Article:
The YikeBike can be a thrilling experience for the first few rides because you rely on your legs to stabilize more than your arms and feet as with a more traditional bicycle. Thankfully, the seating position isn’t very far off the ground and the top speed is about 15 miles per hour so it doesn’t feel dangerous to learn. It operates much like the strider bicycles that have become popular for teaching kids how to ride. Once you’re moving forward, the bike becomes more stable and feet can be rested on two silver pegs extruding from the front wheel base. The trick to stabilizing the ride is gently squeezing your legs together to help steer the front wheel.

In my opinion, the YikeBike is all about enabling commuters. It makes getting to or from the subway, train or bus station more manageable. No more slow walks, no more sweating and best of all, no more oversized systems that are too heavy to lift. I’m talking to you Mr. Segway! The Carbon is the top of the line model weighing in at under 25 pounds! It folds down to the size of a large briefcase and can be carried in one hand. It also looks relatively cool (especially in the carbon weave) and won’t seem out of place leaning against a desk in an office. Taking just five seconds to completely fold or unfold, it truly is convenient.

Driving the YikeBike is a 450 watt motor built right into the front wheel. You can’t see it but you do hear it whirring as you squeeze the throttle on the right handlebar. 450 watts is quite a lot of power for such a small, lightweight system. The battery supporting this motor offers 37 volts of power and 6.6 amp hours of range. Overall, this is quite good and the bike feels very capable riding around on the flats. Even though the range and ride time is a bit more limited than full sized ebikes, the charge time is significantly less at just 1.5 or 4 hours depending on if you use the quick charger. If you left one charger at the office, you’d have no problem topping the YikeBike off before riding home or even out to lunch.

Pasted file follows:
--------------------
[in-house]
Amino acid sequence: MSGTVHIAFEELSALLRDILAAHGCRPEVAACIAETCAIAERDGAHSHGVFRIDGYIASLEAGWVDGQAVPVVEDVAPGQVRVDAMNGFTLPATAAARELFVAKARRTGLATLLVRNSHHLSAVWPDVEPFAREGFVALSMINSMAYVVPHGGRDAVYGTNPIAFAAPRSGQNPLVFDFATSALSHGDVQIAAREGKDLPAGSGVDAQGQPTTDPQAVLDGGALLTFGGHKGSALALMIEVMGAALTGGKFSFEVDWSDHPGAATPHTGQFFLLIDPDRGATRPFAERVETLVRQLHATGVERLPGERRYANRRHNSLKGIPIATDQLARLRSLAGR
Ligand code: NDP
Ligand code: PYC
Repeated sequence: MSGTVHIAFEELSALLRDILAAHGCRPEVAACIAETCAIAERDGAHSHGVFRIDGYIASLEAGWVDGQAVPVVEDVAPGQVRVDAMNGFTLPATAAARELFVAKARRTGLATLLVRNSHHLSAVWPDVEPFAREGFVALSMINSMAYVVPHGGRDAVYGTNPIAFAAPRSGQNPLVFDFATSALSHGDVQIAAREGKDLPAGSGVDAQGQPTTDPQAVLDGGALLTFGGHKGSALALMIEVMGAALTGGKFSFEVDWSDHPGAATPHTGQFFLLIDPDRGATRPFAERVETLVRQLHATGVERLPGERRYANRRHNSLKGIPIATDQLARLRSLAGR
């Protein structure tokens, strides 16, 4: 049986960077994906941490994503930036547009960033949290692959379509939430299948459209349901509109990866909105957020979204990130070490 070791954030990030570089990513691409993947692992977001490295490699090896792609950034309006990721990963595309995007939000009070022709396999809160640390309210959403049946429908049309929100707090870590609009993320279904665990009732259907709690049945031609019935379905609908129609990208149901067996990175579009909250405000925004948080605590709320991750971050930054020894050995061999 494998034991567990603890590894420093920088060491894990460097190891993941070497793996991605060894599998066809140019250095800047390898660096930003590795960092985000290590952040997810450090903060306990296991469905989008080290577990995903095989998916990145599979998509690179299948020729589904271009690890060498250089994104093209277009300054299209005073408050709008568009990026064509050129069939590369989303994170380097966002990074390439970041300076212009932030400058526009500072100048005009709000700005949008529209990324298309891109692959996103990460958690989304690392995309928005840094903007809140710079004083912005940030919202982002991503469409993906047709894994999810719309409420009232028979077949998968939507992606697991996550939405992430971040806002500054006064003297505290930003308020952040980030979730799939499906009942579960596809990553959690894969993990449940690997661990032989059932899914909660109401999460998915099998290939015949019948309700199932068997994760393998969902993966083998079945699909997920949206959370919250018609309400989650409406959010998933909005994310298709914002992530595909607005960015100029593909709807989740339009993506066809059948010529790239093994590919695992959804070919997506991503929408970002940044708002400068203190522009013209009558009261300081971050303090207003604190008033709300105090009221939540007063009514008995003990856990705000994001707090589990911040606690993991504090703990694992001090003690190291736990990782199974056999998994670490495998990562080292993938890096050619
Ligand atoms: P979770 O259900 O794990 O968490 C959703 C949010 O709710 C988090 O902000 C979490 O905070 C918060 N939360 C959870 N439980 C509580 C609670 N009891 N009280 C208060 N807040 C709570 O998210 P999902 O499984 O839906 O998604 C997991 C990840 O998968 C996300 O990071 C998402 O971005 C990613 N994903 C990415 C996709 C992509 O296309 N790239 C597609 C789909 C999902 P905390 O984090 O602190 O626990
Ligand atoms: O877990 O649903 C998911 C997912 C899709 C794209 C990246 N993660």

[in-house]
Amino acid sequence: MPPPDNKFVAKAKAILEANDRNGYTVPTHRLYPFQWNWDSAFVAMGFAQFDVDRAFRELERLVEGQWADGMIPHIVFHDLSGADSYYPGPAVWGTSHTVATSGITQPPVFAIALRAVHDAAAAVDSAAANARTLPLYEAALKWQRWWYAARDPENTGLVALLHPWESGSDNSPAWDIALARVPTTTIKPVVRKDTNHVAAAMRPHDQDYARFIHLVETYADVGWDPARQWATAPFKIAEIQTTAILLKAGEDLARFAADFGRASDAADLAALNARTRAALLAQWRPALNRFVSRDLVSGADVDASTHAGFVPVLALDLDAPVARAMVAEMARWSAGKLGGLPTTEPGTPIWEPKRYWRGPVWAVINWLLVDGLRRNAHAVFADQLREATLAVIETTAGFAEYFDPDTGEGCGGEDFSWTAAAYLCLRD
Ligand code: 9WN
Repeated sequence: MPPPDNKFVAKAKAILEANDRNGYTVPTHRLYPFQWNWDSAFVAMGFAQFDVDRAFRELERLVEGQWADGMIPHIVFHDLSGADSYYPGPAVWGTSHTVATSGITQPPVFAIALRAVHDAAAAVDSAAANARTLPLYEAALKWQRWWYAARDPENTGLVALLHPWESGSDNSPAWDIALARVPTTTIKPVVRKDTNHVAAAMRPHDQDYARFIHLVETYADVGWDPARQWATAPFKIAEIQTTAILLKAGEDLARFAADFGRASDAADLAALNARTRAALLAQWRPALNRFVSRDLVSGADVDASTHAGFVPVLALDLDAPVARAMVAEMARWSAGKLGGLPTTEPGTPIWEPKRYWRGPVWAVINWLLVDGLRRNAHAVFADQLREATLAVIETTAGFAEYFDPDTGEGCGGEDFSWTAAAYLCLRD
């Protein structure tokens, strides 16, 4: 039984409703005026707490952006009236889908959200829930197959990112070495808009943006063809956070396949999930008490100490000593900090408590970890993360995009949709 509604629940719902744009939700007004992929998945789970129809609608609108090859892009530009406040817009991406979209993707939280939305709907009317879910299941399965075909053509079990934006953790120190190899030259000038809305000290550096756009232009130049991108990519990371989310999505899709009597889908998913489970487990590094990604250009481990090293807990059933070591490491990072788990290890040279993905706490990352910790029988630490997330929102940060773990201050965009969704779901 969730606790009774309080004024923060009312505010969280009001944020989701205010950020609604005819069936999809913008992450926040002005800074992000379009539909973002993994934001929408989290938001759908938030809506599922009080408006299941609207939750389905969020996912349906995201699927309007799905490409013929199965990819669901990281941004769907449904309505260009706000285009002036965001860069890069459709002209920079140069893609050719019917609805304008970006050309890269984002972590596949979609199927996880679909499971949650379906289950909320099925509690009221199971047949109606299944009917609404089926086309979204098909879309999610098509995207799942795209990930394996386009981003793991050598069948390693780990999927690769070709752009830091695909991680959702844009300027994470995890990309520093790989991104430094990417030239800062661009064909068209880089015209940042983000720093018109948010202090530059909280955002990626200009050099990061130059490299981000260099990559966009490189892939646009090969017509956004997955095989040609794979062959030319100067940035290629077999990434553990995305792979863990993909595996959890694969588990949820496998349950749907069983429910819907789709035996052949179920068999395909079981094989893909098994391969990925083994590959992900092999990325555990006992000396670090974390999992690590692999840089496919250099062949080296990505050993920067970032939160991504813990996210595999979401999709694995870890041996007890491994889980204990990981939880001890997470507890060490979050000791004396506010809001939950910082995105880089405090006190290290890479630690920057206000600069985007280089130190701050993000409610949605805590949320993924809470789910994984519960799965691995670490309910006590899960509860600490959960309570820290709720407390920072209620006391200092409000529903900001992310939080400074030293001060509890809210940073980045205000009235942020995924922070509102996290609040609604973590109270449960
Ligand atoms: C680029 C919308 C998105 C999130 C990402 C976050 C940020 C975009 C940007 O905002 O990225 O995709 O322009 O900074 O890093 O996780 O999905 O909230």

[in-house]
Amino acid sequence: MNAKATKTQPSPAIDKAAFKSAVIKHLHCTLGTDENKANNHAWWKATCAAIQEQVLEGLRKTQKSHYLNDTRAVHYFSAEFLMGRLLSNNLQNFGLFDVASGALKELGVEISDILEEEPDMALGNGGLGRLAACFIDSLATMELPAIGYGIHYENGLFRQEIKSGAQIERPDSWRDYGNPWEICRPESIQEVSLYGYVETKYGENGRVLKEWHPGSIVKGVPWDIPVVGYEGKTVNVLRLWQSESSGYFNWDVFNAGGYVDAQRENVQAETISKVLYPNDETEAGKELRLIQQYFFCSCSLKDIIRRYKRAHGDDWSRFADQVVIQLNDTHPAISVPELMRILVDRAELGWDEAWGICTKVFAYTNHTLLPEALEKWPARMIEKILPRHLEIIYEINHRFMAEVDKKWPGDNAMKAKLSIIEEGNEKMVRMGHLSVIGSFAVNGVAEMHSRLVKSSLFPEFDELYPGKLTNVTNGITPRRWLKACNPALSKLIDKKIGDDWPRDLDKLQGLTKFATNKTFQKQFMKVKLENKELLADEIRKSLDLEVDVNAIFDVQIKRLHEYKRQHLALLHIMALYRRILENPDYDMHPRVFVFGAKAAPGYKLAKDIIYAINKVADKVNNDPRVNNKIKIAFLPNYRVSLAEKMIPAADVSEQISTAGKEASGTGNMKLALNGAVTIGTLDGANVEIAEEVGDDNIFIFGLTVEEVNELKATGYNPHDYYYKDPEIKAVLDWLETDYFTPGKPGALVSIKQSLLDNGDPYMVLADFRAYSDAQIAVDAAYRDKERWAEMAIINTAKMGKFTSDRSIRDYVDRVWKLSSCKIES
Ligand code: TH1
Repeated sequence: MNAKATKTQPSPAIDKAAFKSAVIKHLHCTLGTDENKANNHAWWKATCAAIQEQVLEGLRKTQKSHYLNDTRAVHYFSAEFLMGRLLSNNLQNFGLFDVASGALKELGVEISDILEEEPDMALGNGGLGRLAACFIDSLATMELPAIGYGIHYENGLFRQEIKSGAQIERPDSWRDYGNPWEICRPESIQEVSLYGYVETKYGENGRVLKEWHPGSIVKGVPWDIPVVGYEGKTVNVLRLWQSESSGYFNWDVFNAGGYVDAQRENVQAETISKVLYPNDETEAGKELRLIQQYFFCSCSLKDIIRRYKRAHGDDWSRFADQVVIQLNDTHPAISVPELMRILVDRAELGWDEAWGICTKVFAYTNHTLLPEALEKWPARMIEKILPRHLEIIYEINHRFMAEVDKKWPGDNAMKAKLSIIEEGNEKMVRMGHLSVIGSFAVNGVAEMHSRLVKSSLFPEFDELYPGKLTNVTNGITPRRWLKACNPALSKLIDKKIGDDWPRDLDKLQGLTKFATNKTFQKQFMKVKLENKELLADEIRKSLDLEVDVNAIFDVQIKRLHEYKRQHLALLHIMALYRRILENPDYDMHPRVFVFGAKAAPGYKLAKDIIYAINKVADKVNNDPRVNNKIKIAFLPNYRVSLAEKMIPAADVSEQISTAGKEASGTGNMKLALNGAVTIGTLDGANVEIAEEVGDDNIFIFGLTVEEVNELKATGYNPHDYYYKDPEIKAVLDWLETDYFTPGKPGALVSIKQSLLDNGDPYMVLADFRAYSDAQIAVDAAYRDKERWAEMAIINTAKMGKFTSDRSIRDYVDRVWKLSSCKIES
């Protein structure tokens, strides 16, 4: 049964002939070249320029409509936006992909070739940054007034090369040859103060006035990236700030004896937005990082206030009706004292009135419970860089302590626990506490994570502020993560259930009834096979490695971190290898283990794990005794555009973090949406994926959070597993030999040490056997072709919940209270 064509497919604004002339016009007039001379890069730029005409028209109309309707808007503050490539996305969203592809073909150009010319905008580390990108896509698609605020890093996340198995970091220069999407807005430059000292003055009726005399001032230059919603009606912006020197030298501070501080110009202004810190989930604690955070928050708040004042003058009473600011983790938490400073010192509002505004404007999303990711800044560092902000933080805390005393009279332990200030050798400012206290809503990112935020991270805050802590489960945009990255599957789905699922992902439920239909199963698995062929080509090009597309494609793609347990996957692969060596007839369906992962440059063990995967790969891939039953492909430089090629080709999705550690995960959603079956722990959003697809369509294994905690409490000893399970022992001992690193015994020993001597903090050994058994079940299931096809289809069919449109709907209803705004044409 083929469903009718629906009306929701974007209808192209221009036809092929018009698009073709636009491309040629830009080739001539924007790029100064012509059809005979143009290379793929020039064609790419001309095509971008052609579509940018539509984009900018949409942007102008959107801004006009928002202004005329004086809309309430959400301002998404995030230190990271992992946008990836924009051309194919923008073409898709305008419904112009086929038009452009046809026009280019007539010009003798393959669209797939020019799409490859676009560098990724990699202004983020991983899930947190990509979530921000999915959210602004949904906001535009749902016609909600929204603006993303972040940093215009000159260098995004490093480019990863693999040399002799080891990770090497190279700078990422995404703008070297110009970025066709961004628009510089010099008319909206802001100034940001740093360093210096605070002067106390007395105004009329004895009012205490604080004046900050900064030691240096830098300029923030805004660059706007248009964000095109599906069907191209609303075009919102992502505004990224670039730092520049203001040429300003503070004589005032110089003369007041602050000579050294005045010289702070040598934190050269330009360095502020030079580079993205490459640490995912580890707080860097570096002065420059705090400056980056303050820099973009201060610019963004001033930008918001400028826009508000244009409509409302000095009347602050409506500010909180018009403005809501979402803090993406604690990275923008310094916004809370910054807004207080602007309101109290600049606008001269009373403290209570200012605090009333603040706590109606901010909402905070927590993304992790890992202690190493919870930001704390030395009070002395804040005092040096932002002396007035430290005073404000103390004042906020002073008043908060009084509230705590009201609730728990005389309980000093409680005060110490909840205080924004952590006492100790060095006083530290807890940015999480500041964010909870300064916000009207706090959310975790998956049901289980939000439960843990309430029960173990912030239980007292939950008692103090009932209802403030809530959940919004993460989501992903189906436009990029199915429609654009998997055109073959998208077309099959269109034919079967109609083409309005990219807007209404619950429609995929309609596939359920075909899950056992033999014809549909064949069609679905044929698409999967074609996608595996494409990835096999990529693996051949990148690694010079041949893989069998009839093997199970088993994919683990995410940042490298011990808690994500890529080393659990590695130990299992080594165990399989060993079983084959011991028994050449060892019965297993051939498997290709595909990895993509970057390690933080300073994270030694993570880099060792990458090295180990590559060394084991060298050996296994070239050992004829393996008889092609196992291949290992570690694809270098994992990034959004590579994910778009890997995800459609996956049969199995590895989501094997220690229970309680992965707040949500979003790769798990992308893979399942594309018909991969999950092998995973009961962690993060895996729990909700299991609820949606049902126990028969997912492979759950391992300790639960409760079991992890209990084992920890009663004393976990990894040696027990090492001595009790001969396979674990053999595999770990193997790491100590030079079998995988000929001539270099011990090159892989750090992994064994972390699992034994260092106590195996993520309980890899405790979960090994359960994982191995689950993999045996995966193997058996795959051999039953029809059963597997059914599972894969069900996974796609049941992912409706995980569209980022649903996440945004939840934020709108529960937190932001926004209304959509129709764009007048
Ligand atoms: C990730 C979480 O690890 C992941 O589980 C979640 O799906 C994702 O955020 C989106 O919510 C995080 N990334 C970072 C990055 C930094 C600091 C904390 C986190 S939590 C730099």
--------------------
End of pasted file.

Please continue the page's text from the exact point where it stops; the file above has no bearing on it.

The downsides to this system are the learning curve to figure out how to ride, higher pricepoint (relative to the Synergy or Fusion) and lack of shock absorbers or suspension. Given the lower top speeds and primary use of sidewalks or bike lanes however, the YikeBike rides well enough and isn’t that uncomfortable. The tires offer a bit of give along with the seat and I found that pushing myself up using the foot rests reduced the shock of larger bumps. Overall, it’s a quirky but functional machine that does its job well. One of the big up-selling points from the lower end Fusion is the locking mechanism for the rear wheel. The two higher end YikeBikes also feature carbon accents and a slightly cooler frame design.

A lot of thought has gone into this very custom electric vehicle from New Zealand. It’s got headlights, tail lights, turn signals, flashing hazard lights and even a small chirping horn. It’s definitely a head turner, something you’d expect to see in a science fiction movie. Considering the price of ~$4,000 Carbon feels expensive but is definitely lighter weight. For an extra 6 pounds of weight you could save $2,000 and get the lower-end Fusion which is basically the same in terms of drive system.